I’ll try to create a test build in a few days to see if I can get it to work. If it’s successful then one should perhaps wait until the original author of libsndfile approves of the changes before suggesting the small changes to the Audacity devs. But if I’m successful in getting it to build I can post the steps necessary for others that are interested in having this feature in a free and open source audio editor even before it’s officially approved!

Kind regards

Another update. I’ve managed to implement this idea! But since I’m not experienced as a programmer, everyone should be warned about the possibility of errors in the code I’ve added. All my changes should be reviewed by someone competent. Please try it out, but it’s on your own risk…

I’ve done all development on a Ubuntu 11.04 (32 bit) computer. I compiled the wxWidgets myself, but I only managed to get Audacity to compile if I used the unicode version of wx. The version of wx that’s in the repositiories should work also.

The steps to create a loop/cue aware Audacity build are:

  • Get the source code for Audacity (with subversion)
  • Install all dependencies and tools for building Audacity
  • Exchange some files in libsndfile folder (AudacityFolder/lib-src/libsndfile/src) that I’ve modified so that cue markers can be handled with libsndfile
  • Exchange the AudacityFolder/src/export/ExportPCM.cpp to my version
  • Exchange the AudacityFolder/src/import/ImportPCM.cpp to my version
  • Configure Audacity to use local libsndfile (I used a line like ./configure --prefix=/home/lars/audacity --with-libsndfile=local --with-libsamplerate --with-libid3=no --with-ffmpeg=no but you can modify it to suit your needs)
  • execute make and make install (since I used the prefix in the configure I don’t have to use sudo make install and since this is a highly experimental build…)

The files in the attached archive changedSRC.tar.bz2 should to into libsndfile/src, and the textfiles should loose the .txt suffix and go into respective folder as indicated above.

When I use this feature I always sync/lock the tracks and set the snap to samples in Audacity.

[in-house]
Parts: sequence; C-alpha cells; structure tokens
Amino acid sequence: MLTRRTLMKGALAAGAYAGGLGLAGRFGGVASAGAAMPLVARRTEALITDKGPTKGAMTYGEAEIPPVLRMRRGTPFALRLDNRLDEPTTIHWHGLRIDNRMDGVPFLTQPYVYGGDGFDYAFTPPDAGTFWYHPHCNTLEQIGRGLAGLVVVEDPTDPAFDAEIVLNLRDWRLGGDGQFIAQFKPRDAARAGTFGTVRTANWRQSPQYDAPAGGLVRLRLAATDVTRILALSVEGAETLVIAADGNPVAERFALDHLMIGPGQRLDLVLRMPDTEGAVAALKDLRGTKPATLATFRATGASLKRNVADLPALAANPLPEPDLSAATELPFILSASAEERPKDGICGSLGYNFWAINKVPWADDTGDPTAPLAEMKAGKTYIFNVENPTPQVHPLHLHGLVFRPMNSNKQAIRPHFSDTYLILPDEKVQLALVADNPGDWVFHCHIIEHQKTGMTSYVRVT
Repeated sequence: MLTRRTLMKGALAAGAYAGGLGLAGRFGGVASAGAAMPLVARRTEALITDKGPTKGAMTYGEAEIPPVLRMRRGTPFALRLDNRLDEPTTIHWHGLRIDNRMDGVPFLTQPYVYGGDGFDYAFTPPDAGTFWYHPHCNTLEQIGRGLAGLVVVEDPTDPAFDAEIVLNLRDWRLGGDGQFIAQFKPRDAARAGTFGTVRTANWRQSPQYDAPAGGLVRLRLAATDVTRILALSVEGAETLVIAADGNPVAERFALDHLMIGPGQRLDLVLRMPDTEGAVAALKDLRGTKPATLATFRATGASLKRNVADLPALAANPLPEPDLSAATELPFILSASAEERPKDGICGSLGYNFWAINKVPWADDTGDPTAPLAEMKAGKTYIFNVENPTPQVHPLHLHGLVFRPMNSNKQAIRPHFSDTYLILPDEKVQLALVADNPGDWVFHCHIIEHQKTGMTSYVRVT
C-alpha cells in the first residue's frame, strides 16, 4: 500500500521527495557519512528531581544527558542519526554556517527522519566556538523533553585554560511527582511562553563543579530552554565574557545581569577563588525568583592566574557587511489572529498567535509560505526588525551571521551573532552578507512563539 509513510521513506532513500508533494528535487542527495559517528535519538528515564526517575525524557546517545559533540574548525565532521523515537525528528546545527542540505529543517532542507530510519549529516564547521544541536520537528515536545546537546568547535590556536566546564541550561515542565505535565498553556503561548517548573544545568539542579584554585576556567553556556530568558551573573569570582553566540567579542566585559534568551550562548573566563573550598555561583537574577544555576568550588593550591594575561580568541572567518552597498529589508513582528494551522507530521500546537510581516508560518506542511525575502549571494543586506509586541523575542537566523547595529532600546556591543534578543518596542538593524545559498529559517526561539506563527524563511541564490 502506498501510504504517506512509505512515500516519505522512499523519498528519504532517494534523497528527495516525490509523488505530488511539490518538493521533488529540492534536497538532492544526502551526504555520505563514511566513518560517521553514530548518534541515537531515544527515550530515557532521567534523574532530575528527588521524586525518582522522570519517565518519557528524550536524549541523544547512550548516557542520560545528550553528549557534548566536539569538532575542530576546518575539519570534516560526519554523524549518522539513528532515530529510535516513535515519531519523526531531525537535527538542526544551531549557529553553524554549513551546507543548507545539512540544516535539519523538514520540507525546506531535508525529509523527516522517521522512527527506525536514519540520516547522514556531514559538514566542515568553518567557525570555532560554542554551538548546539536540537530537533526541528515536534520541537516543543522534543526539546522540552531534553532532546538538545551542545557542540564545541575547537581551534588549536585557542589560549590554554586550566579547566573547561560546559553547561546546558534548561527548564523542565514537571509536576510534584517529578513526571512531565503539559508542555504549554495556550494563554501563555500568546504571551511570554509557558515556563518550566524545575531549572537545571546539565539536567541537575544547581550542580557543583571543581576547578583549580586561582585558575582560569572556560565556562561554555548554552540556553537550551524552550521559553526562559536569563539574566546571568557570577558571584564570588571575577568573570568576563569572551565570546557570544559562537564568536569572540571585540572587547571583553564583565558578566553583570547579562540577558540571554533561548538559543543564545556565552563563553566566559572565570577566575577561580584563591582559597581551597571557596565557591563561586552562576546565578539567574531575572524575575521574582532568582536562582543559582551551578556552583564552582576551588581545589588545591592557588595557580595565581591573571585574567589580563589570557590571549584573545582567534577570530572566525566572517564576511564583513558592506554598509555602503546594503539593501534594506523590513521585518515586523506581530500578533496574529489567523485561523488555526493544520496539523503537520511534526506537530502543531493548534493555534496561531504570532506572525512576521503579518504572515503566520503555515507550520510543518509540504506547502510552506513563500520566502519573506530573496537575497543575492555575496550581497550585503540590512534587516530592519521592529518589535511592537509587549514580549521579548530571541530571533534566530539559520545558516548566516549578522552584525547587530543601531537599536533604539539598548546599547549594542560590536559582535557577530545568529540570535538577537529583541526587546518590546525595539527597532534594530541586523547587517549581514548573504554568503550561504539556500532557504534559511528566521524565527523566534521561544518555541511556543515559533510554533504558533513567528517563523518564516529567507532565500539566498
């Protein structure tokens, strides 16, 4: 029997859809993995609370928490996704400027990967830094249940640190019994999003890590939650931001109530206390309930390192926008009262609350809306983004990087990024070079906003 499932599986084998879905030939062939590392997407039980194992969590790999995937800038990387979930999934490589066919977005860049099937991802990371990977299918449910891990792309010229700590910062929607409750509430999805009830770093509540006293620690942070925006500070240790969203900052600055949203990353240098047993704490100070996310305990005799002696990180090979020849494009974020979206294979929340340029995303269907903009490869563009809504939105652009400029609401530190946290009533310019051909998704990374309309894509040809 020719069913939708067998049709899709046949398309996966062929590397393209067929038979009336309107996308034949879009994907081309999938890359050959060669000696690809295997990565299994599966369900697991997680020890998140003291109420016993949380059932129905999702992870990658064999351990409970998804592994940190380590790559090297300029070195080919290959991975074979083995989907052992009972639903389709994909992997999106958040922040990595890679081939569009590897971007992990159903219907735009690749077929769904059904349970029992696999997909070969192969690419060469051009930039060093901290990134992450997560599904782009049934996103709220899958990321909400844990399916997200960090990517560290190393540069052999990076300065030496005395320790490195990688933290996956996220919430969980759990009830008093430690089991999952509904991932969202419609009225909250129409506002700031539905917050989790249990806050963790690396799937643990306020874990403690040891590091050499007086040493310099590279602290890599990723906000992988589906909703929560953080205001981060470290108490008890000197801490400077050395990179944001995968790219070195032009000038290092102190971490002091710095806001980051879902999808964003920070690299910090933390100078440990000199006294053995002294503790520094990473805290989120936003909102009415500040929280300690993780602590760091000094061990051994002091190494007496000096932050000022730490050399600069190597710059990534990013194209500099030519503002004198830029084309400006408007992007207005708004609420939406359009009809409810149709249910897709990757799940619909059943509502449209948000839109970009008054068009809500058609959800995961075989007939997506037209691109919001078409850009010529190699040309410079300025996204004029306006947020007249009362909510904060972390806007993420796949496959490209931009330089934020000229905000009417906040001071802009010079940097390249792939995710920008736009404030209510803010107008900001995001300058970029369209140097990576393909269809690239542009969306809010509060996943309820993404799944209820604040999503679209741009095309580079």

Again, be warned that you try this on your own risk! It works for me and it would be great to hear what others think. What’s nice is that one can handle up to 15 loops in one wav and up to 10 cue markers (due to current limitations in libsndfile). This is still much better than many other audio editors. Wavosaur for instance can only have one loop. Audacity is a really fantastic piece of software!

Kind regards
ImportPCM.cpp.txt (21.3 KB)
ExportPCM.cpp.txt (26 KB)
changedSRC.tar.bz2 (42.8 KB)

Another update.

I’ve got some really good news! I’ve been in contact with the author of libsndfile (Erik de Castro Lopo) and he said that the cue feature will stand a very good chance of being included in a new libsndfile release! Actually, it’s likely that not only wavs will have cue support but also aiff files and their number can easily be increased.

If this feature eventually will make it’s way into Audacity (which I really hope it does!) it’s possible that it could be activated/deactivated by user choice and not forced upon like my hackish implementation presented above. Anyway, this would really stand out as a remarkable feature in an open source audio editor!

Kind regards

Lars P

I usually don’t like to add to two years old posts but I thought I’d better update this thread in that as far as I can tell, sndfile-convert in libsdfile 1.0.25 (current latest version) discards the cue chunk at the end of a WAV file (and accordingly, so does Audacity when it exports).

However sndfile-info appears to see and understand the cues.

Has anyone recently (or ever) tried out Lars’ changes?



I’m a newbie at this forum here and on the subject of sampling etc.

I found this forum discussion via Google in my search to tools (like Audacity) for making Hauptwerk samples.

Has there been any progress in this subject (Editing loops etc.) since May 2011??

No progress, that is why I asked recently. Did you compile the patch and try it?


I guess that you mean a patch of Audacity which I should compile. Where/how to do that? Sorry I’m still a Newbie st this moment.

We all have to start somewhere.

It is not really a patch yet (a “patch” would be a file listing differences between the current code and the new code), but the instructions and the changed files are above. You would download the current Audacity source, replace the files indicated, then recompile Audacity.

This may no longer work now, because other code has changed.

If you are on Debian or Ubuntu (Linux systems) it’s quite easy to compile Audacity - see .

It’s not exactly hard on Windows or Mac, but definitely time-consuming to set the build environment up, and more so if you have never done it before.